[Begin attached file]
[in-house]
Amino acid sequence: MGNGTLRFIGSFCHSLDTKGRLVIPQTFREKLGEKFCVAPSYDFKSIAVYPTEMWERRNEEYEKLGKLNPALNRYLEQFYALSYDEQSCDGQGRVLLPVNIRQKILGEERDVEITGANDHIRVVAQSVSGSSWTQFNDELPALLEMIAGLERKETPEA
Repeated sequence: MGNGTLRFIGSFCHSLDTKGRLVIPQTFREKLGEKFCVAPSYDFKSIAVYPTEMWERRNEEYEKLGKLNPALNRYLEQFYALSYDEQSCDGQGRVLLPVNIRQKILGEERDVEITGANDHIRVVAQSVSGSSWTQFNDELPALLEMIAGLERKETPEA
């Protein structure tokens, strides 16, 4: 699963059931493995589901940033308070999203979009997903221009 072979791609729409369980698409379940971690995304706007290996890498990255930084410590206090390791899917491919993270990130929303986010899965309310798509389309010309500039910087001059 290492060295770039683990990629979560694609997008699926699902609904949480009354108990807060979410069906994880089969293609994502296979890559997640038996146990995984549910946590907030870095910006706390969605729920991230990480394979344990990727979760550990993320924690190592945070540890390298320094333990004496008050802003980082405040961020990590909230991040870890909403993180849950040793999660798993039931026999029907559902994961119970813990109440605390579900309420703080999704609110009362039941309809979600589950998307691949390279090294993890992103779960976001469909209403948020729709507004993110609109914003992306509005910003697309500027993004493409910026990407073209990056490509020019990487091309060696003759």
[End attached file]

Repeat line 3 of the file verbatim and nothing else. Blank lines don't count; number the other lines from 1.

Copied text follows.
Repeated sequence: MGNGTLRFIGSFCHSLDTKGRLVIPQTFREKLGEKFCVAPSYDFKSIAVYPTEMWERRNEEYEKLGKLNPALNRYLEQFYALSYDEQSCDGQGRVLLPVNIRQKILGEERDVEITGANDHIRVVAQSVSGSSWTQFNDELPALLEMIAGLERKETPEA